Maja, on the other hand, states that support for multiethnicity occurs exclusively through non-governmental organizations and international organizations that want to connect it with reconciliation, inclusion, and the building of a democratic society.
“Nowadays all institutions and educational programs are seemingly for tolerance, and the entities and cantons have their own separate programs. Even reading list in schools across one canton is different. We are all aware of this. We tacitly agree with it, building our own small world. But I think that the generations to come are more radical towards inclusion, even in the marital sense, than we were in the 1990s. These kinds of marriages are not promoted. This project shows that we are an exception in society,” explains Maja.
Challenges Of Raising A Child In A Divided Society
Maja believes that it was easier for their parents to be in a multiethnic marriage than to convert to another religion.
“We have always hung out with people who are tolerant and have not experienced any condemnation. But what I have noticed through Sergej’s upbringing and education is that Sergej is a minority,” explains Maja.
She speaks about the negative experience of their son, who has been labeled by his peers.
“He grows up and goes to school in the capital. But he is called a Serb in the park because of his name. At the beginning he was confused about why he would be called like that. On the other hand, he had a situation where he was called ‘gay’ because his name ends up with ‘gej.’ He wanted to change his name after that.”
“Both of us have dynamic jobs. I’m often on the road, and Maja on the other hand is very busy. Sometimes it looks pretty hectic. Sergej has already grown up, so he stays home alone, and I drive him to training. I would say that we have a completely normal day like all other families,” says Sanjin.
Maja states that in addition to what she does, she tries to spend time with Sanjin and Sergej, but also with their family scattered around the world. She spends a lot of time re-educating their son because the school curricula is limited.
“Textbooks do not encourage critical thinking, and parents who do not want their children to stay within the present framework must invest a lot in their child through conversation. It requires continuous work, frustration, especially for me who finished primary school in Germany in an open system. There was talk on acceptance, sex education, reproductive organs, contraception…” Maja explains in detail.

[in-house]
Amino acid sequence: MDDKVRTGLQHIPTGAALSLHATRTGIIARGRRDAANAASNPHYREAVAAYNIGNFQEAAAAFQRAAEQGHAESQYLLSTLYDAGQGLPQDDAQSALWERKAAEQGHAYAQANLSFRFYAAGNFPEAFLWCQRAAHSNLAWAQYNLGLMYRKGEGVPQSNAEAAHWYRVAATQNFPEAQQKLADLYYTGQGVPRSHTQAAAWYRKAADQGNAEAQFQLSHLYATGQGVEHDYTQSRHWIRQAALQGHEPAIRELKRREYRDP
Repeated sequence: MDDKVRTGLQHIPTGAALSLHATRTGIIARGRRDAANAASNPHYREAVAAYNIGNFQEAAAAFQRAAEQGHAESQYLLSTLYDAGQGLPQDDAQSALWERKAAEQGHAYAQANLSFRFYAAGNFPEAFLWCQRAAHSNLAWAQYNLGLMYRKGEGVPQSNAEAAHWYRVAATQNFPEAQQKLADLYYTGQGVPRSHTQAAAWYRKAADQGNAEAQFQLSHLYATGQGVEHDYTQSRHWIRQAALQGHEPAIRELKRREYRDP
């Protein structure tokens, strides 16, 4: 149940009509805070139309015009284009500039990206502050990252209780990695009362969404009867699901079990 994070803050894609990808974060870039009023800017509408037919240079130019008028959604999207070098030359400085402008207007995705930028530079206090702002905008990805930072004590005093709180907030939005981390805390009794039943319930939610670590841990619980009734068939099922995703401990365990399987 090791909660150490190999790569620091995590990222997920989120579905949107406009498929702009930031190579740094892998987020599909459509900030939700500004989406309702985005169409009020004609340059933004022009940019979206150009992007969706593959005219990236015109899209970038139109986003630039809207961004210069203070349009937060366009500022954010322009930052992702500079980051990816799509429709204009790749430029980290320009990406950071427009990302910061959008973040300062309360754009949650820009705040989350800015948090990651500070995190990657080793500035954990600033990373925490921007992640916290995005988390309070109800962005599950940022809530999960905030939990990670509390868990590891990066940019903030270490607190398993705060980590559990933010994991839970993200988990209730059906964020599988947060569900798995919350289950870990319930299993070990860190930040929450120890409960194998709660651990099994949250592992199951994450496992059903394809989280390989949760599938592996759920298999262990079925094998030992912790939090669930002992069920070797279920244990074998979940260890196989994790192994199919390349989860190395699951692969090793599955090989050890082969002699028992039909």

The Secret To A Successful Marriage
Maja points out that the key to their successful marriage is the absence of discrimination. There is just love and passion. “I would not know how to deal with oppression in a marriage or where I am not accepted as a person with my own views. In a broader context, the secret lies in non-nationalism, family support, and respect.”
Sanjin says that it is necessary to build an equal partnership. “This is a partnership. I was raised to help my partner. We help each other.”
He points out that it is worth fighting for family because, as he says, it is an essential foundation from which every person grows.
“The family should not just be for the sake of marriage. We are taught that when we get married, we have to put up with everything because that is the life we chose. I think it is worth fighting for respect, equal partnership, and freedom for both partners in every sense. Regardless of marriage, everyone has their own life with their friends, family, so it’s not ‘just me and him,’” adds Maja.
It Is Necessary To Be Open To The ‘Other’ And The ‘Different’
Young people are told that they do not need to look at who is who and to break free from the shackles of tradition and family, which, they believe, would prevent them from living their lives fully.
“The most basic message is not to be limited, because that is disastrous, especially in our community. To be ready for something different, to be open, communicative, and exchange experiences with each other is what we need to be,” concludes Sanjin.
Although Maja believes that their son will not continue his life in Bosnia and Herzegovina, the family’s fighting spirit, activism, and experience so far can make a change. Maja and Sanjin are proof of how people who return to BiH and apply their knowledge can cope with the system for a better tomorrow. They are examples of how love is not defined by what is written on a birth certificate.
This story is part of the “Love Tales” project implemented by the Post-Conflict Research Center (PCRC) with a group of Balkan Diskurs youth correspondents. The project is implemented with financial support from the VII Academy, the BOLD program of the US Embassy in BiH, and PCRC’s core grants, with the aim of challenging the common narrative that real connections between Bosnia’s different ethnic groups are unattainable by documenting stories of successful interethnic relationships across the country.